Settlements Aside, Hillary Clinton Tries Yet Another Approach To Mideast Peace Though she suffered a major setback in the Middle East peace process, Secretary of State Hillary Clinton says she's not giving up. She says the U.S. will remain active to try to bridge the wide gaps between Israelis and Palestinians -- even though their leaders aren't even talking to each other now.

Clinton Tries Yet Another Approach To Mideast Peace

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SCOTT SIMON, host:

This is WEEKEND EDITION from NPR News. I'm Scott Simon.

And we begin in this hour with a look at the paralyzed Mideast peace strategy of the United States. Secretary of State Clinton said that she's not giving up after suffering a major setback. She said the United States will remain active and try to bridge the wide gaps between Israelis and Palestinians, even though their leaders aren't even talking to each other right now.

NPR's Michele Kelemen has more.

MICHELE KELEMEN: Secretary Clinton had to shift gears this week after dropping her effort to persuade Israel to freeze settlement construction in the West Bank as a way to draw Palestinians back to negotiations. Rather than accept defeat, though, she tried to lighten the mood at a dinner hosted by the Brookings Institution's Saban Forum last night.

Secretary HILLARY CLINTON (U.S. Secretary of State): Now, you don't have to read secret diplomatic cables to know that we are meeting during a difficult period in the pursuit of peace in the Middle East.

KELEMEN: The secretary told the audience that she regrets that the two sides are still far apart and she used her speech to warn Israelis and Palestinians that the status quo is not sustainable. Clinton seemed resigned to the fact that the U.S. would have to shuttle between the two for now. She described it as two-way conversations but said they will be substantial.

Ms. CLINTON: The United States will not be a passive participant. We will push the parties to lay out their positions on the core issues without delay and with real specificity. We will work to narrow the gaps, asking the tough questions and expecting substantive answers. And in the context of our private conversations with the parties, we will offer our own ideas and bridging proposals when appropriate.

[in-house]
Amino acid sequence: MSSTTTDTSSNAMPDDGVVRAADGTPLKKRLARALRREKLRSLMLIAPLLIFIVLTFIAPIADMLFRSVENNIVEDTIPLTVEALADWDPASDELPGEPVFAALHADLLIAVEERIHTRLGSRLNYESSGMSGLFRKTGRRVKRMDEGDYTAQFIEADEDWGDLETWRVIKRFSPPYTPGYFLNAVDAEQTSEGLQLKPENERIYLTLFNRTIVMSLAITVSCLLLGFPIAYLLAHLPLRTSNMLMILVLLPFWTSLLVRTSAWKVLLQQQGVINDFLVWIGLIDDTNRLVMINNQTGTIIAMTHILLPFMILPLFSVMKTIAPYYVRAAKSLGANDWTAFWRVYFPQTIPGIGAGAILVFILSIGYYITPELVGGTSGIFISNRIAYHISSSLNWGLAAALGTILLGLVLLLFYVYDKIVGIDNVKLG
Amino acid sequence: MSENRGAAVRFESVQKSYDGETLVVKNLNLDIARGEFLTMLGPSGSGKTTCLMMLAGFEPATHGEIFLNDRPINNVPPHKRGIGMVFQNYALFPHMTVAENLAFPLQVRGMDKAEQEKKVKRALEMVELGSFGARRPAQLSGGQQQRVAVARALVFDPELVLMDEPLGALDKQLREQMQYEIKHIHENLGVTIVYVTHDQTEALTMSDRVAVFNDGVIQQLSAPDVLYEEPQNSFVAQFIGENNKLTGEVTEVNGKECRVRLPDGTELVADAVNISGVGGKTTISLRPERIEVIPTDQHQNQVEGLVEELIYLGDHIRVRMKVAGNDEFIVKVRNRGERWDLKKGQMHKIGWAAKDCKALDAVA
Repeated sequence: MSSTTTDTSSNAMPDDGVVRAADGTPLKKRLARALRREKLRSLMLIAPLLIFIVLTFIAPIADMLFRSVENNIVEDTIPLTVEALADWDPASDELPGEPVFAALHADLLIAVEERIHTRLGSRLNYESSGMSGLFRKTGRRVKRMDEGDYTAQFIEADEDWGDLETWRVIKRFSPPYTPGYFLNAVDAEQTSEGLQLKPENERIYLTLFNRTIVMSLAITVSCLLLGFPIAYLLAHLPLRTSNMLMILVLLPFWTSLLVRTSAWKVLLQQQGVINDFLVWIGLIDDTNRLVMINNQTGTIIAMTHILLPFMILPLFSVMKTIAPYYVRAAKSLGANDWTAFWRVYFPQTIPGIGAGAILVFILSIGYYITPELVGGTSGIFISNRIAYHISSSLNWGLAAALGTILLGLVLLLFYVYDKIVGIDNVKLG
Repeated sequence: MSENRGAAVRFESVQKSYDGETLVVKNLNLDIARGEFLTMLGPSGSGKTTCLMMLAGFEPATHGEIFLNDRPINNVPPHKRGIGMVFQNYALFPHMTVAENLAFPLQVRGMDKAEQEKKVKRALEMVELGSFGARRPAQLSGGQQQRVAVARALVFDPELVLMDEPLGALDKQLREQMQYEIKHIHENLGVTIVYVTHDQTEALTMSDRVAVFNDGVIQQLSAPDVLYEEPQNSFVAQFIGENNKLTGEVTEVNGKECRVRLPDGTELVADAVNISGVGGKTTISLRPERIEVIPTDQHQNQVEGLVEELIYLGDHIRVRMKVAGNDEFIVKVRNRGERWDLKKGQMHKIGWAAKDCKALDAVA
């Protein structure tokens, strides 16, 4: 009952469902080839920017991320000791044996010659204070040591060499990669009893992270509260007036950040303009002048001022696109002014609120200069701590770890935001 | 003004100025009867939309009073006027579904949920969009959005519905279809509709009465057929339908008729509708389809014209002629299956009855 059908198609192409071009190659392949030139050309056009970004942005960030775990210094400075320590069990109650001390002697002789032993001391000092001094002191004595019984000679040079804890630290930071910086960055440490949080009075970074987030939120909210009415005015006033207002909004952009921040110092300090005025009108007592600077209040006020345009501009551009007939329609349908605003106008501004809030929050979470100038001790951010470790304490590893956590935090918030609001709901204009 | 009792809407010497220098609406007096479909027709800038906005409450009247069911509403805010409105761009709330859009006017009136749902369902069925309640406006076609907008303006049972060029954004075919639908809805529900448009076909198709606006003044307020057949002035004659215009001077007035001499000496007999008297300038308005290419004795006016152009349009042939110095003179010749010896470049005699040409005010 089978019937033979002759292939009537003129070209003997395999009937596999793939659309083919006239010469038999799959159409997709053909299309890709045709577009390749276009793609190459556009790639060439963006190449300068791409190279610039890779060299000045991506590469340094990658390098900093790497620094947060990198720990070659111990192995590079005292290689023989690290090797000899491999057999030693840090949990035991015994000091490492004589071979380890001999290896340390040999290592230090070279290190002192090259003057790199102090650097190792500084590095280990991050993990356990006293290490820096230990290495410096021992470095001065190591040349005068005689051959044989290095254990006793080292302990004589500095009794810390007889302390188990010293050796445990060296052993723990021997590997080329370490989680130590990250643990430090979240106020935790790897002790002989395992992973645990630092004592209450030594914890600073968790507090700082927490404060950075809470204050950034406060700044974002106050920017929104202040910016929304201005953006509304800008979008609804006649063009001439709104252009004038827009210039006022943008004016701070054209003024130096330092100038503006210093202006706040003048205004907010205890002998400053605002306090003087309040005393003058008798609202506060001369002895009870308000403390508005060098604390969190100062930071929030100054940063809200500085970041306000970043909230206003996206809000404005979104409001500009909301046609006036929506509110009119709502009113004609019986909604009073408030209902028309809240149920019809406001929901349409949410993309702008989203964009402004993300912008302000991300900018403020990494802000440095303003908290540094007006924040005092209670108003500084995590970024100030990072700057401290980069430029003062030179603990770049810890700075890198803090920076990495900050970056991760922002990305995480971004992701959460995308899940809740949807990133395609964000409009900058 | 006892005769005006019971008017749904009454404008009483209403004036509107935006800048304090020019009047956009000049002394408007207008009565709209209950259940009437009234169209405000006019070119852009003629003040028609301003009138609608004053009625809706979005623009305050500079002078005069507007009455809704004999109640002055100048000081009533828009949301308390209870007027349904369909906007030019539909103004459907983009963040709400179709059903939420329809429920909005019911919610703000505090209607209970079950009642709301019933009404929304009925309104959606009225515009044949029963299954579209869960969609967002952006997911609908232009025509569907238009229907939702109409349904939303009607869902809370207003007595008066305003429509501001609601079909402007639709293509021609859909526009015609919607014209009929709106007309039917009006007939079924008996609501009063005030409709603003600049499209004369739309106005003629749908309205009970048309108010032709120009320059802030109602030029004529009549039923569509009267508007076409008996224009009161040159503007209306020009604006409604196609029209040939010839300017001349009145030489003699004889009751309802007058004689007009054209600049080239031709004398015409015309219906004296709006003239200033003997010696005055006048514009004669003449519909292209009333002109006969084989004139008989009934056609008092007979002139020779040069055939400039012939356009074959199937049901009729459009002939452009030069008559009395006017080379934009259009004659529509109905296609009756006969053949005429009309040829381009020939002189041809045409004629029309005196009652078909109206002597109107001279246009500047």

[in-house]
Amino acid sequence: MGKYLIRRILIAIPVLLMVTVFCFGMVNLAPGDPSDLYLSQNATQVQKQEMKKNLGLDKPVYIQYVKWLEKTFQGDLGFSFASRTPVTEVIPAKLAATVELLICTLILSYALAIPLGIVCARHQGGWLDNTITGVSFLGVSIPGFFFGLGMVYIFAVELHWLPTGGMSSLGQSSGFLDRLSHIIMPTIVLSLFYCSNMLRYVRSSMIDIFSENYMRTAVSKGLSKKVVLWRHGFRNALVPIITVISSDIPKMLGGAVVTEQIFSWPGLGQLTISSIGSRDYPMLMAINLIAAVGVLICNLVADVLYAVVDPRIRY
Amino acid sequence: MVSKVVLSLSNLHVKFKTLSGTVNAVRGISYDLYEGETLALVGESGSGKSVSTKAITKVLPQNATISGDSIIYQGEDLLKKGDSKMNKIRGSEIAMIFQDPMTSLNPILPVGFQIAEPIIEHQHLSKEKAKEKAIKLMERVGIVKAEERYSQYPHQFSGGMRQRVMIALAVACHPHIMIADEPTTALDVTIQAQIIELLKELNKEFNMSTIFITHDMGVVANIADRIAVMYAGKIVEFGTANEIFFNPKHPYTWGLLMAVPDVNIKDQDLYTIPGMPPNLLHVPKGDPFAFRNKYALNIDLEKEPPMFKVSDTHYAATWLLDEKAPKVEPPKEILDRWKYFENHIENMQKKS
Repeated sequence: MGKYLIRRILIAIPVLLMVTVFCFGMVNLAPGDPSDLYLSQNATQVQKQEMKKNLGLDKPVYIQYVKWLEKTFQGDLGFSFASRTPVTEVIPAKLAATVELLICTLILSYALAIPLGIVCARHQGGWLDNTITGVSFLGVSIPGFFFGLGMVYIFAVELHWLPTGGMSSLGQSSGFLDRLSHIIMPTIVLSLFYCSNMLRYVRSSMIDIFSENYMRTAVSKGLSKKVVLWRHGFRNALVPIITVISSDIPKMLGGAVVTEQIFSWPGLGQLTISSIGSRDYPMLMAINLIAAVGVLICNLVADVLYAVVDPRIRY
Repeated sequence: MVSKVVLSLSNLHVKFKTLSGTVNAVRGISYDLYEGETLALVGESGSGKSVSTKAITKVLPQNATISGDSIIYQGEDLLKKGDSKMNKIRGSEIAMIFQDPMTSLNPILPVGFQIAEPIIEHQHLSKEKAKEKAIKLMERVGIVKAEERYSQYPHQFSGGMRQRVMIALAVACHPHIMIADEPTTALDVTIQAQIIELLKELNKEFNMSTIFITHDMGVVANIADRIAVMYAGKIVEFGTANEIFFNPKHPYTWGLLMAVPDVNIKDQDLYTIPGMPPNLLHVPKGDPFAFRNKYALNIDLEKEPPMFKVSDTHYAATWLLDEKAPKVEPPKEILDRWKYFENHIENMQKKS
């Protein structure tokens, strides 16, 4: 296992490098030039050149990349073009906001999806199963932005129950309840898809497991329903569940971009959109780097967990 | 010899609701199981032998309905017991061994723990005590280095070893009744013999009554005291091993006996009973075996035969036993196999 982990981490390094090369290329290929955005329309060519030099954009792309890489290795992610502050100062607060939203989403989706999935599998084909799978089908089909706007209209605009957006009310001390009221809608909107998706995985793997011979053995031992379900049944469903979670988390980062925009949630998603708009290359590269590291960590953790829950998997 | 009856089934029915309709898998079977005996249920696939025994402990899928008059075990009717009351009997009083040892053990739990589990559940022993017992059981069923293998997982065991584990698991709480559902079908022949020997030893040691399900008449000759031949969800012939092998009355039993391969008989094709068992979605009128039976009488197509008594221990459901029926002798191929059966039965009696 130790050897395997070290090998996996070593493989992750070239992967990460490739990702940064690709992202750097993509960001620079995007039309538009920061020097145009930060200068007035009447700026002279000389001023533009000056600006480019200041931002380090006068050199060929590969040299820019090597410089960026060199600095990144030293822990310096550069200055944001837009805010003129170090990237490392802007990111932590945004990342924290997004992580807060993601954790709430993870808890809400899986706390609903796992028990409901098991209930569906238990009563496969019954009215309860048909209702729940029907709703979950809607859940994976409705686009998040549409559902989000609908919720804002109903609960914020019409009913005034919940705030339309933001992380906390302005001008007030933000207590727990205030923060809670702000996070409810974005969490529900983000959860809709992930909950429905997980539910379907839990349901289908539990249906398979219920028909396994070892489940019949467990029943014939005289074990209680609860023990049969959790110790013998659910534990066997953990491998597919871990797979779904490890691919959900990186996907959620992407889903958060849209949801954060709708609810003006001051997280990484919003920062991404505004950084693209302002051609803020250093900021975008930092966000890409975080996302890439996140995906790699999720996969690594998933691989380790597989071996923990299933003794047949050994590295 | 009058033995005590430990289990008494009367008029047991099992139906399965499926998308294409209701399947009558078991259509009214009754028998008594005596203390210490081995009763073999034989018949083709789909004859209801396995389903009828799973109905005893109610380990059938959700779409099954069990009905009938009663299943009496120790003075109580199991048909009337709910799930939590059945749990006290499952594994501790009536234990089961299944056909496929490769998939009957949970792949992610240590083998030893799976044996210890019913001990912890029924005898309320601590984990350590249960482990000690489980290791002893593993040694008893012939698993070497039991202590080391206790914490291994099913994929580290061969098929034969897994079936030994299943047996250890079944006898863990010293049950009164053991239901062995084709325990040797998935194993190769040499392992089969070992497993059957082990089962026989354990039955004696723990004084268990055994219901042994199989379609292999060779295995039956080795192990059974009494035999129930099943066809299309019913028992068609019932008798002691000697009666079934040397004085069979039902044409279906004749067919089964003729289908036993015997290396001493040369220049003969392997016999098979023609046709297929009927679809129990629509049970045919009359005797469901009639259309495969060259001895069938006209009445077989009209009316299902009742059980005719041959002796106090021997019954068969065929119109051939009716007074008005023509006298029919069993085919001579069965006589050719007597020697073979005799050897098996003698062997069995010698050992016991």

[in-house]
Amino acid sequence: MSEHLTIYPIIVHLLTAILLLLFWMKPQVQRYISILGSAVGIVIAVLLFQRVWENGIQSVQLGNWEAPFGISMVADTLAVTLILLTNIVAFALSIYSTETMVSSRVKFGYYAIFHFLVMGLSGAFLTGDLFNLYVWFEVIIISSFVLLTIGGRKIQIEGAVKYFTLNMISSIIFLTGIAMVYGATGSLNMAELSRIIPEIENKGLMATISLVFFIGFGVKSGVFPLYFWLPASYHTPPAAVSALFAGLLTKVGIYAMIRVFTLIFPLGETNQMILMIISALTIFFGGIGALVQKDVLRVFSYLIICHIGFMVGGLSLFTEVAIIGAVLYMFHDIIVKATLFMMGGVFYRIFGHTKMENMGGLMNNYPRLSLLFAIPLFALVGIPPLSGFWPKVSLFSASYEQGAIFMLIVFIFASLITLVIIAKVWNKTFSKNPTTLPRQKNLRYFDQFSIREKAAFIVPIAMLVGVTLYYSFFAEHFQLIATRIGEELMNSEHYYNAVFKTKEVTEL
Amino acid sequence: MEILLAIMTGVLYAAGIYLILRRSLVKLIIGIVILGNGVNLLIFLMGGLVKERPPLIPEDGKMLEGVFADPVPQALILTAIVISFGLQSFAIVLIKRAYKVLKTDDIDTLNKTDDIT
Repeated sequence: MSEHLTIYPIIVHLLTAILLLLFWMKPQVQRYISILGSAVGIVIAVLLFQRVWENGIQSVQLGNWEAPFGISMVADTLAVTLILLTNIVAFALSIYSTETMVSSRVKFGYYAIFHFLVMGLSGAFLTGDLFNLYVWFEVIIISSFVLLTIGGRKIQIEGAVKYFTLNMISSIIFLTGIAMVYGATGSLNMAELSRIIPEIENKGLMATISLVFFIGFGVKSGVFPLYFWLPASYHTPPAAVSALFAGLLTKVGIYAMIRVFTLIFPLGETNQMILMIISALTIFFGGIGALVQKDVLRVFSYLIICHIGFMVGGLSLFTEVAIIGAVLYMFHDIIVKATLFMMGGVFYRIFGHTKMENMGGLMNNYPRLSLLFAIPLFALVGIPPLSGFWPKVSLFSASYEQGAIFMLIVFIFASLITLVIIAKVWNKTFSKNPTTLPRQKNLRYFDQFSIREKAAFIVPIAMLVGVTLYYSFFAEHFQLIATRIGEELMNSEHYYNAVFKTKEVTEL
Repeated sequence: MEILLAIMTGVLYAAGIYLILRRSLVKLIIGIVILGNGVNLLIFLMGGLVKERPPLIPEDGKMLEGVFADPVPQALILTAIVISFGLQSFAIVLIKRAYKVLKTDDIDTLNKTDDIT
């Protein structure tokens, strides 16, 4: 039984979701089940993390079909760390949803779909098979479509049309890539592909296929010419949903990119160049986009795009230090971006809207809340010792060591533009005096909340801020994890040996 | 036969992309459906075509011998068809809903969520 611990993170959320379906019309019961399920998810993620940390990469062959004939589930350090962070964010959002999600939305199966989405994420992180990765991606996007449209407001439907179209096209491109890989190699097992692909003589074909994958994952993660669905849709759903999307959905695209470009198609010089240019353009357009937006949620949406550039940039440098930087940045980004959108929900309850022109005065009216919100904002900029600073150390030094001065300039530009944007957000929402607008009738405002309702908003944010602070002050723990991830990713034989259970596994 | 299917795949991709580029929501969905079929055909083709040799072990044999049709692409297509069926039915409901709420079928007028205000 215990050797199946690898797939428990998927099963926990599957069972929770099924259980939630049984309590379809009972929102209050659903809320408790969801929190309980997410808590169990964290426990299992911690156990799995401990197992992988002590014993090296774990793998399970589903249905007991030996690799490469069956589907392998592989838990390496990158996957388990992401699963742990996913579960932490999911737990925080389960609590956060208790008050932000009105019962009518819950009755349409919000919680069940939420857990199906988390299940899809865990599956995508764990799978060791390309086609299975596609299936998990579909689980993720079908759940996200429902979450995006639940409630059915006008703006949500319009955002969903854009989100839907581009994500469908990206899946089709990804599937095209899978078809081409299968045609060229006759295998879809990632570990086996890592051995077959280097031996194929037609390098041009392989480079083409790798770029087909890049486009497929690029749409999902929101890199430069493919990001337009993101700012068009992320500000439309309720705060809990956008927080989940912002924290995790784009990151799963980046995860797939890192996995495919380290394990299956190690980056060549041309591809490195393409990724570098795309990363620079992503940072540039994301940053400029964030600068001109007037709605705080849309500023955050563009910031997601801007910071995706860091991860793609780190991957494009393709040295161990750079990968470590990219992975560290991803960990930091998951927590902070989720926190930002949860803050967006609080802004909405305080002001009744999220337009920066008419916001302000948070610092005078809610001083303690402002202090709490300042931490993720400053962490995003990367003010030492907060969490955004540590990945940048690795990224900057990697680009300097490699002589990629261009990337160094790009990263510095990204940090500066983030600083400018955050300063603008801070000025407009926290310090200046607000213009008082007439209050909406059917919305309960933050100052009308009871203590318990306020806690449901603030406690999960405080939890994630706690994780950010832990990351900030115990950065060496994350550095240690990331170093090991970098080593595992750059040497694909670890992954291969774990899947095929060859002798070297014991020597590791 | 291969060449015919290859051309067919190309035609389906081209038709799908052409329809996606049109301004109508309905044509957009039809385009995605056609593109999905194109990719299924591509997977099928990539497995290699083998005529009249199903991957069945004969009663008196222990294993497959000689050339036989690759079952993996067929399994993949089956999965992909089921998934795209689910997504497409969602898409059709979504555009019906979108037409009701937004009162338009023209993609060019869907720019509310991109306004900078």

KELEMEN: Before giving the speech, the secretary held a series of meetings with Israeli officials and with Palestinian negotiator Saeb Erekat, who blames Israel for the current impasse in the talks.

Mr. SAEB EREKAT (Palestinian Negotiator): We are consulting in the aftermath of the Israeli government foiling the American efforts to continue with direct negotiations. The Israeli government had the choice between settlements and peace, and they chose settlements.

KELEMEN: Israelis argue that it was a mistake to make a settlement freeze a precondition for talks. Former Defense Minister Shaul Mofaz, now a member of parliament, told the Israel Project this week that the U.S. needs an entirely new strategy.

Mr. SHAUL MOFAZ (Former Israeli Defense Minister): We lost two years speaking about the moratoriums, speaking about the freeze, but nothing happened between the two sides in order to move forward and to achieve a peace agreement.

KELEMEN: Mofaz has been meeting with U.S. officials this week to lay out his plan to go step by step, focusing on borders and security first.

Mr. MOFAZ: The U.S. should take the initiative. They have to come and put on the table the idea of borders and security arrangements. The two sides should sit and to discuss them in order to achieve an agreement about this issue, because we are very close to agree about them.

KELEMEN: Palestinians don't like the idea of an interim deal, though, and have been considering a different route to statehood - through the United Nations. Secretary Clinton argued last night that unilateral actions at the U.N. are, quote, "not helpful and undermine trust." She repeated the U.S. line that there must be a negotiated settlement on all the core issues and said the U.S. can't want it more than the parties themselves.

Sec. CLINTON: There is no alternative other than reaching mutual agreement. The stakes are too high, the pain too deep, and the issues too complex for any other approach.

KELEMEN: Her spokesman insists they are not back to square one - just changing tactics for the moment.

Michele Kelemen, NPR News, Washington.

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